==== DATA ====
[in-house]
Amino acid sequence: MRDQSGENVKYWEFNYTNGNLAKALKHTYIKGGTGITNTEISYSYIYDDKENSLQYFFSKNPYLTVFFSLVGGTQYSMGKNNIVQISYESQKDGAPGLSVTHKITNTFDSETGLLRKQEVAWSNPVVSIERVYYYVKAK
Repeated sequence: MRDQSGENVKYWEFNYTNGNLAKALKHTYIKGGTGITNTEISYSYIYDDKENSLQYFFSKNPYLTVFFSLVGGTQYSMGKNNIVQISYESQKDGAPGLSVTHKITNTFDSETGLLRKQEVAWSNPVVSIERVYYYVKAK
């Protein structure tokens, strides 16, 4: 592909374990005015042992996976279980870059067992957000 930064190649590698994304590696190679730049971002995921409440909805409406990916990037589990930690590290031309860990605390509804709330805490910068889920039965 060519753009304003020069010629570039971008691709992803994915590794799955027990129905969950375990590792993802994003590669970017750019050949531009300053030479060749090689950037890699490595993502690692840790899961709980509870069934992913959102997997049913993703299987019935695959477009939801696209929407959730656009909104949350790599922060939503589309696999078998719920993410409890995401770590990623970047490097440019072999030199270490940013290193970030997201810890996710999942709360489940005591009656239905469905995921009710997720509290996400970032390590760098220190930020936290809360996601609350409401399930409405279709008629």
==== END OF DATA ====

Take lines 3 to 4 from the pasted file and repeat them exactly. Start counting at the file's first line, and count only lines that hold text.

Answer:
Repeated sequence: MRDQSGENVKYWEFNYTNGNLAKALKHTYIKGGTGITNTEISYSYIYDDKENSLQYFFSKNPYLTVFFSLVGGTQYSMGKNNIVQISYESQKDGAPGLSVTHKITNTFDSETGLLRKQEVAWSNPVVSIERVYYYVKAK
């Protein structure tokens, strides 16, 4: 592909374990005015042992996976279980870059067992957000 930064190649590698994304590696190679730049971002995921409440909805409406990916990037589990930690590290031309860990605390509804709330805490910068889920039965 060519753009304003020069010629570039971008691709992803994915590794799955027990129905969950375990590792993802994003590669970017750019050949531009300053030479060749090689950037890699490595993502690692840790899961709980509870069934992913959102997997049913993703299987019935695959477009939801696209929407959730656009909104949350790599922060939503589309696999078998719920993410409890995401770590990623970047490097440019072999030199270490940013290193970030997201810890996710999942709360489940005591009656239905469905995921009710997720509290996400970032390590760098220190930020936290809360996601609350409401399930409405279709008629």